Why Madagascar?

By Joe Shaw, John Colbourne & Elisabeth Andrews

In Madagascar, a country that is known for its extraordinary biodiversity, pollution is so severe that it has become the leading cause of premature death. It’s the smoke in people’s homes, where wood and charcoal are the main fuel sources for cooking. It’s the haze in the air, from burning forests, crops, and trash including plastics, metals, and biomedical waste, and from the toxic exhaust of ancient vehicles running on the lowest-quality fuel. It’s contamination in the water and soil from open dumping of unknown and unquantified chemicals where people grow their food and draw their drinking water.

As one of the world’s poorest countries, there is very little capacity for monitoring pollution and its health effects, yet the scarce information available indicates that pollution causes one out of every three premature deaths. While rates of malnutrition and communicable diseases have fallen in Madagascar, largely thanks to funding from international aid agencies, the death toll from pollution continues to rise, with the poorest communities experiencing the most suffering. A vicious cycle ensues in which widespread disease and disability prevent the economic growth needed to lift people out of extreme poverty. At a national level, the health costs of pollution total 8.6% of Madagascar’s gross national income, which does not account for the additional costs borne by those caring for the sick and dying. This same pollution is destroying the country’s natural resources, which are essential assets for its sustainable economic development. The problem is technical, cultural, economic, socio-ecological, and political. This complexity has often been mistaken for intractability. Yet we assembled the capability to tackle the whole of Madagascar’s pollution problem.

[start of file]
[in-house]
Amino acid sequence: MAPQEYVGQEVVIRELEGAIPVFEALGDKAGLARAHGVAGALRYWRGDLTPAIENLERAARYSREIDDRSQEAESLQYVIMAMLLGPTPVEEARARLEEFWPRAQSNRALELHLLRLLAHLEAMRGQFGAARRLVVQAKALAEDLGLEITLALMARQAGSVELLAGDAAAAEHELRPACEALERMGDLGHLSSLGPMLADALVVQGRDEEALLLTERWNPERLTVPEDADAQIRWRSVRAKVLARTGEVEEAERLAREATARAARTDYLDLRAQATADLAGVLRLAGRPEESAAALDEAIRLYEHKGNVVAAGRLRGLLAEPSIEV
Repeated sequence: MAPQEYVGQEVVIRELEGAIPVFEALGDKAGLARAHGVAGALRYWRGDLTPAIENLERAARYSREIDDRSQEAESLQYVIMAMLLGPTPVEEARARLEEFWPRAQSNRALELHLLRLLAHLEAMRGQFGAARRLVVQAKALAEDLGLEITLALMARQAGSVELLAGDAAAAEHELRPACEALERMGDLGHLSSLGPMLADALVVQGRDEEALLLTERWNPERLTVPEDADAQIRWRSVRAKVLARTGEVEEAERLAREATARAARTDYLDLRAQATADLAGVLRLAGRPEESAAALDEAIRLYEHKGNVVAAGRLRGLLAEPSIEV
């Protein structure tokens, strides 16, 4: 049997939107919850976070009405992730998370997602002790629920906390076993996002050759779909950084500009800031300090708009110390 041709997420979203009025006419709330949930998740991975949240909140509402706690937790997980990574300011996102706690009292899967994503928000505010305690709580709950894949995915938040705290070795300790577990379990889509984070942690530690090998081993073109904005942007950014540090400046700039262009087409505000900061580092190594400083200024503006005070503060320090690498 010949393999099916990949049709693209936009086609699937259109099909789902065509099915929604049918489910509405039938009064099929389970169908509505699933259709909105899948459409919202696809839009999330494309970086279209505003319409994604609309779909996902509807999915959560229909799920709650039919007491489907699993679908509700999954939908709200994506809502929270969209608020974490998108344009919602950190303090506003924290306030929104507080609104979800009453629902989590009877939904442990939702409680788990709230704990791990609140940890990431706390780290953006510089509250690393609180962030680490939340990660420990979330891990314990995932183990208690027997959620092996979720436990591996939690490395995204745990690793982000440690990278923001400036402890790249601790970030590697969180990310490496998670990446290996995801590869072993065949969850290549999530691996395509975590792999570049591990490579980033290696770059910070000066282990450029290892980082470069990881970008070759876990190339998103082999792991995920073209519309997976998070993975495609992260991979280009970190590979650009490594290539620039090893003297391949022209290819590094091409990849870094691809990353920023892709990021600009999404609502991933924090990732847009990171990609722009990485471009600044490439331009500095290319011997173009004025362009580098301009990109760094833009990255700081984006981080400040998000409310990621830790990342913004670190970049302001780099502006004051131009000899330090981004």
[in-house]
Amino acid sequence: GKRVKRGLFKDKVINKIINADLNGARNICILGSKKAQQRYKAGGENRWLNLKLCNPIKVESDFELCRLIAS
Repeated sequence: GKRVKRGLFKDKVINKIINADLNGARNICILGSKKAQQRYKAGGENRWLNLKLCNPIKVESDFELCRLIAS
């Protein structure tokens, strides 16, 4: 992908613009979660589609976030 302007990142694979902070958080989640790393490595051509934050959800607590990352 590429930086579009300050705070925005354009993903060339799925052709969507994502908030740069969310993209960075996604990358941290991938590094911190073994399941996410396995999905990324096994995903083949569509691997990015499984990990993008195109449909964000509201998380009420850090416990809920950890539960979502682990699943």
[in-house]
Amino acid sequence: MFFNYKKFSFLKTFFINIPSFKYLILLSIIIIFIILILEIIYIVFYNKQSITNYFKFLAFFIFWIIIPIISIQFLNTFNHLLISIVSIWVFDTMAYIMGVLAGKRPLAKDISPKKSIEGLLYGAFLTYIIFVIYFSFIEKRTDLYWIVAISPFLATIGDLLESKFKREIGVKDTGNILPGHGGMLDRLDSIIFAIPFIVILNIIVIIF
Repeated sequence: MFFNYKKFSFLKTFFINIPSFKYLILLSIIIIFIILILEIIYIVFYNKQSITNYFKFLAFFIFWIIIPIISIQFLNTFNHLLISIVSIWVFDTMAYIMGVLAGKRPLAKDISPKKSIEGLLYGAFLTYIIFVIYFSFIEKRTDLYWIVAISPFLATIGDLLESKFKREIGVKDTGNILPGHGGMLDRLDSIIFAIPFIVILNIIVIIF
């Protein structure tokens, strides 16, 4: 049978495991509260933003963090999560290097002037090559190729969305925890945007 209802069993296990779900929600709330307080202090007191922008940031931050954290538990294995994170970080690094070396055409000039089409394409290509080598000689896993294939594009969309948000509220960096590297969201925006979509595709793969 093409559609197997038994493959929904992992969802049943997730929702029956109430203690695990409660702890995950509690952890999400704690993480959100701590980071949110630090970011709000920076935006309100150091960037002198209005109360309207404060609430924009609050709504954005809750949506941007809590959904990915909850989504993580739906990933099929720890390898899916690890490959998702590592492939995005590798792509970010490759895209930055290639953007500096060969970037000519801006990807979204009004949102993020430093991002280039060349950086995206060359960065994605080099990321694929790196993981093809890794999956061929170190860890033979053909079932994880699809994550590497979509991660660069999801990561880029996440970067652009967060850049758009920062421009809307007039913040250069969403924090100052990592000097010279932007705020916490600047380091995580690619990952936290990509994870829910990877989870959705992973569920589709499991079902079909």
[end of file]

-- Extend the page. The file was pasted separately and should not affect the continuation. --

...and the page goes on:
In response to this crisis, we’ve once again rallied behind Indiana University, in its bid to compete for a $100 million grant from the MacArthur Foundation, which will fund a single proposal that promises real and measurable progress in solving a critical problem of our time.

Other partners in this bid include:

  1. University of Birmingham (UK)

  2. Mount Desert Island Biological Laboratory (USA) on behalf of our Consortium

  3. Global Alliance for Health & Pollution (Switzerland)

  4. Pure Earth (USA)

  5. Global LPG Partnership (USA)

  6. UNICEF, Madagascar via Global Alliance for Health & Pollution

  7. WHO, Madagascar via our Environment Care Consortium

  8. PIVOT, Madagascar

  9. SEED, Madagascar

  10. Education Development Center, USA

  11. Université de Fianarantsoa, Madagascar

Our project's title is "Overcoming Madagascar’s number one killer: Pollution"

Madagascar is not alone in needing help. Pollution-related deaths are at crisis levels in many other industrializing countries including India, Bangladesh, China, Pakistan and Kenya. However, Madagascar is the first (out of 13 countries) to have completed a Health and Pollution Action Plan (HPAP) — which began in 2016 and was completed in September 2018. The new president ran on the platform of reversing the downward spiral. The will of the Malagasy, to address this problem, is strong. We are proposing funding to now execute that plan and reduce pollution exposure for half the population.

Completing this project in Madagascar will, we expect, lead the way to even greater impact in other countries undergoing the HPAP process in partnership with the Global Alliance on Health and Pollution. This includes, Bangladesh, India and China. On an even broader scale, evidence gained through precision toxicology and governance concerning the links between pollution and health will have global applicability and value.

John ColbourneComment